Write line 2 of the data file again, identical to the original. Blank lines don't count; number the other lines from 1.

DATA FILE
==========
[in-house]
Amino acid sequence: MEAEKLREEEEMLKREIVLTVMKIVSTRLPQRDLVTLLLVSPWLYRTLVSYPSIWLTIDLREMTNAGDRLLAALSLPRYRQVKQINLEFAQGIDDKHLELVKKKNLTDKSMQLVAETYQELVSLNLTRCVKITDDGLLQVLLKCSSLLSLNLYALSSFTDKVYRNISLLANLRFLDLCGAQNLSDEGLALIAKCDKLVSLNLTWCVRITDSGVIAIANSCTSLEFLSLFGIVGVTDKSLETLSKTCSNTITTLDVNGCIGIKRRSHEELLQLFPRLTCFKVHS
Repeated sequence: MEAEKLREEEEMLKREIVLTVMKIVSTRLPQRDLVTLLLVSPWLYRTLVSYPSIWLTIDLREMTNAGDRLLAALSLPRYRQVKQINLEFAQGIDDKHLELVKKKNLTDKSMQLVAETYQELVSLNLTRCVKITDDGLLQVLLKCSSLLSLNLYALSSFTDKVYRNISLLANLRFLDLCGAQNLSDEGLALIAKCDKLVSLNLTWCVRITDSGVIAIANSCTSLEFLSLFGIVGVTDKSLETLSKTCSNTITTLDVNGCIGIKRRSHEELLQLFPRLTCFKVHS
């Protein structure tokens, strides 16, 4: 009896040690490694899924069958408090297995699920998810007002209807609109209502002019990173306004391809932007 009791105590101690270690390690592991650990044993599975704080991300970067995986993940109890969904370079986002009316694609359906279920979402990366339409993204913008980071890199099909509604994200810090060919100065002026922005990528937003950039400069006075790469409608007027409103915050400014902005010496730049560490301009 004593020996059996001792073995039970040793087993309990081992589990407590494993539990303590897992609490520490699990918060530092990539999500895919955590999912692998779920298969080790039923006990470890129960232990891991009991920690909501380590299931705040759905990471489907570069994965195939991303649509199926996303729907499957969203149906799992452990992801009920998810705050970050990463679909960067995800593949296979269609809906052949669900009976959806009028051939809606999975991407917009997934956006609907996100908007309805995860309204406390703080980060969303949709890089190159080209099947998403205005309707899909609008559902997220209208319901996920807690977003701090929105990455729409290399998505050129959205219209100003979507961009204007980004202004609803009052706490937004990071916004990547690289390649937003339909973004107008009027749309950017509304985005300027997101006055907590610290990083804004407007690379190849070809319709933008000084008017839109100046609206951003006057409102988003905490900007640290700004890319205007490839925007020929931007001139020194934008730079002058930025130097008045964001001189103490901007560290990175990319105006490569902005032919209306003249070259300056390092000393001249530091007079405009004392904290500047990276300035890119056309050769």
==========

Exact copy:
Amino acid sequence: MEAEKLREEEEMLKREIVLTVMKIVSTRLPQRDLVTLLLVSPWLYRTLVSYPSIWLTIDLREMTNAGDRLLAALSLPRYRQVKQINLEFAQGIDDKHLELVKKKNLTDKSMQLVAETYQELVSLNLTRCVKITDDGLLQVLLKCSSLLSLNLYALSSFTDKVYRNISLLANLRFLDLCGAQNLSDEGLALIAKCDKLVSLNLTWCVRITDSGVIAIANSCTSLEFLSLFGIVGVTDKSLETLSKTCSNTITTLDVNGCIGIKRRSHEELLQLFPRLTCFKVHS